Europe has not been so weak and divided for a long time. Buffeted by a succession of crises, its collective capacity to deliver has been truly disappointing. In times when the tectonic plates are shifting and tension between global markets and national democracies is rising, can Europe hold together, under what terms - and indeed for what purpose?
The euro crisis has left big scars and is still far from over. The contradiction of a currency without a state will not be easy to resolve. And the combination of high debt with persistently slow growth, large numbers of unemployed in many parts of Europe, and inflation close to zero is hardly reassuring. Meanwhile, economic divergence has grown between and within countries, leading in turn to political fragmentation and the rise of populism.
Europe is in a bind: it is difficult to go forwards and scary to go backwards. In between, it is in an unhappy and unstable state of affairs. How can it accommodate such diversity - and hence prevent Grexit and Brexit? And, looking further afield, a more assertive Russia and a troubled wider neighbourhood exporting millions of refugees may not even allow Europe the luxury to decline in grace.
Drawing lessons from the European success story of the second half of the twentieth century, political economist and former special adviser to the President of European Commission Loukas Tsoukalis now addresses the key choices facing Europe today. He explains how the international financial crisis of recent years has become an existential crisis of European integration. And he asks whether there is an irreconcilable contradiction between Europe's apparent yearning for soft power and the often hard reality of the world outside?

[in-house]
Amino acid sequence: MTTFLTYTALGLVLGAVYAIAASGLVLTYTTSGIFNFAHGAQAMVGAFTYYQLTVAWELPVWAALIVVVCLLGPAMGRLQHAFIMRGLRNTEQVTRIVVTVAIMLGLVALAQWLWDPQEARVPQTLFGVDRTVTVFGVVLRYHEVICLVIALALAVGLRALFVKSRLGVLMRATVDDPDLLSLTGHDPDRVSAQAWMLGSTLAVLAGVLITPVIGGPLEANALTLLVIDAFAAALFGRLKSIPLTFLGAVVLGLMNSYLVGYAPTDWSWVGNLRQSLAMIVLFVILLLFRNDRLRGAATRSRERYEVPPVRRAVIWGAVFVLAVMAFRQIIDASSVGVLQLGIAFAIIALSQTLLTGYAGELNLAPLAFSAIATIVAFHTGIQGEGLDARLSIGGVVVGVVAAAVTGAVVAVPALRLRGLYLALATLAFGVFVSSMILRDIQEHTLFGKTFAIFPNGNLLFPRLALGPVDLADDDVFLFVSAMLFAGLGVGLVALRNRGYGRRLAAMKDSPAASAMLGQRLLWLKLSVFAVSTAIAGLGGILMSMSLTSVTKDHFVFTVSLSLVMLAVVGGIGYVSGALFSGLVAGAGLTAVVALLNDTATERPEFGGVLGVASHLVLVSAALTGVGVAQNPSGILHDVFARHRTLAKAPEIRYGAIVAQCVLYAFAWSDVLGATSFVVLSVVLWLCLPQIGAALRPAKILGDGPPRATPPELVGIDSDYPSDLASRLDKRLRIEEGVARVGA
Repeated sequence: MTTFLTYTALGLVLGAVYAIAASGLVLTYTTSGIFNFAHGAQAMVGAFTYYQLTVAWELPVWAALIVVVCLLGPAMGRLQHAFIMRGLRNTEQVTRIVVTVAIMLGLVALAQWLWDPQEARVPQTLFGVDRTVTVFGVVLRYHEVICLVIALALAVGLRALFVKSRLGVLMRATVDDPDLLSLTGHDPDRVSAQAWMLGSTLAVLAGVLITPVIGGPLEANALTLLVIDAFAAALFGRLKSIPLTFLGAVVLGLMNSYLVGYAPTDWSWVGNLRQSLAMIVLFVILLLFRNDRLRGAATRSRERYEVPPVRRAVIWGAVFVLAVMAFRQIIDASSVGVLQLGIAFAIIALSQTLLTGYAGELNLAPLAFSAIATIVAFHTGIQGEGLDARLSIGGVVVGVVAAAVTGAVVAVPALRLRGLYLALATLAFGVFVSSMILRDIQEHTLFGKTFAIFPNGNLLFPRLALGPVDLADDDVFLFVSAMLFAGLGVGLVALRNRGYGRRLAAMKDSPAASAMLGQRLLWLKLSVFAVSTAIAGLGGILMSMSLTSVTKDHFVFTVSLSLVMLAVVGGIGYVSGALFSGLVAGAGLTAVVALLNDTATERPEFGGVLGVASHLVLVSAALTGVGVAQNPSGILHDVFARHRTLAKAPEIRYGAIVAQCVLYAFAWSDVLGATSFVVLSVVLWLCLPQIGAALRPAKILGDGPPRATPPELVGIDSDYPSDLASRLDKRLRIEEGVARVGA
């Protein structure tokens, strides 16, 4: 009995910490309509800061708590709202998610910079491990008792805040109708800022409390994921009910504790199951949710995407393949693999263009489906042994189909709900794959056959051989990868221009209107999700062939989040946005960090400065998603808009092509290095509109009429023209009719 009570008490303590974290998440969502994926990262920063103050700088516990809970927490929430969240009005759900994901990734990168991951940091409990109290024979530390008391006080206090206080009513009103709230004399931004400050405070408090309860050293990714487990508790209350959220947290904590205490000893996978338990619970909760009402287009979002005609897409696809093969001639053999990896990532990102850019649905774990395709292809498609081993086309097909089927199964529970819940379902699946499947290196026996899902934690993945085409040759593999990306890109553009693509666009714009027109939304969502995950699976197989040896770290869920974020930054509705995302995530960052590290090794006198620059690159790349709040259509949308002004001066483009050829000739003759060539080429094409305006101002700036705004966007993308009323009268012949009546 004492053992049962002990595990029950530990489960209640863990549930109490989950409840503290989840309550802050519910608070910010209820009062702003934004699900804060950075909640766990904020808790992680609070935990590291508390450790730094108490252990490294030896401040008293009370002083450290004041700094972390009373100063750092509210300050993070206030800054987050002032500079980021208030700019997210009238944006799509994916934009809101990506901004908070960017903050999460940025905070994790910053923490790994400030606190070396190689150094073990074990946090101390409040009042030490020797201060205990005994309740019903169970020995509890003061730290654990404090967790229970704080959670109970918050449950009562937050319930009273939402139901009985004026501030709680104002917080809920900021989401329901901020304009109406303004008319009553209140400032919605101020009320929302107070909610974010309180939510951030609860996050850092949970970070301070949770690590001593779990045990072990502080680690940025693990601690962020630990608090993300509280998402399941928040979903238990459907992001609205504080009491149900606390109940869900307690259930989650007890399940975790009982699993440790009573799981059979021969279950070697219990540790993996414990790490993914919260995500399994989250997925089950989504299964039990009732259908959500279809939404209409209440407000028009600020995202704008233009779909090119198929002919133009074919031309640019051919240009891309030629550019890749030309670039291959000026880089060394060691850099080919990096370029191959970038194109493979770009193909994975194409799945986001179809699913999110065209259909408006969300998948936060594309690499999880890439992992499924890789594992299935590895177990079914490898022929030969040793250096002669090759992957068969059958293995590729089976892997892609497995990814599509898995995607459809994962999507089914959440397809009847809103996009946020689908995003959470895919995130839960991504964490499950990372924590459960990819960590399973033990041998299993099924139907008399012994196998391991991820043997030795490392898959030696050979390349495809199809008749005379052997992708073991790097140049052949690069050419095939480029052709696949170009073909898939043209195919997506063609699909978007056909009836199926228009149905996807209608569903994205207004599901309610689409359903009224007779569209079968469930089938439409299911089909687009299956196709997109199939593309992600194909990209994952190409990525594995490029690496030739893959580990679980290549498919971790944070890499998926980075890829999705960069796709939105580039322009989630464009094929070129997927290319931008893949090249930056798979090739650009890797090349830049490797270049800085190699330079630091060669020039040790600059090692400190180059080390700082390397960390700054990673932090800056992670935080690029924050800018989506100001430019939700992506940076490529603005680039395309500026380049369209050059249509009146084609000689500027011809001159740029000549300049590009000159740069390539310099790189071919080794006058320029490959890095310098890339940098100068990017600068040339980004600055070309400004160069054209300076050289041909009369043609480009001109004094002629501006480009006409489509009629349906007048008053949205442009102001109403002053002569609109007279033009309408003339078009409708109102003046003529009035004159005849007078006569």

Individual countries cannot handle these challenges on their own. While knowing full well the difficulties in reaching a common European stance, Tsoukalis is also acutely aware of the consequences of failure.
Loukas Tsoukalis is Professor of European Integration at the University of Athens and President of the Hellenic Foundation for European and Foreign Policy (ELIAMEP), the main Greek think tank on European and foreign policy. He has taught at many of the top universities around Europe, including Oxford, the London School of Economics, and the College of Europe. He has also held visiting professorships at Sciences Po in Paris, the European University Institute in Florence, and King's College, London. In 2016, he was Pierre Keller Visiting Professor at Harvard University. The author of many books on European integration and international political economy, he habitually crosses the boundary between economics and politics, theory and policy, and is familiar with the Brussels world, having served as special adviser to the former President of the European Commission. A public intellectual, he has for long been actively engaged in the European policy debate.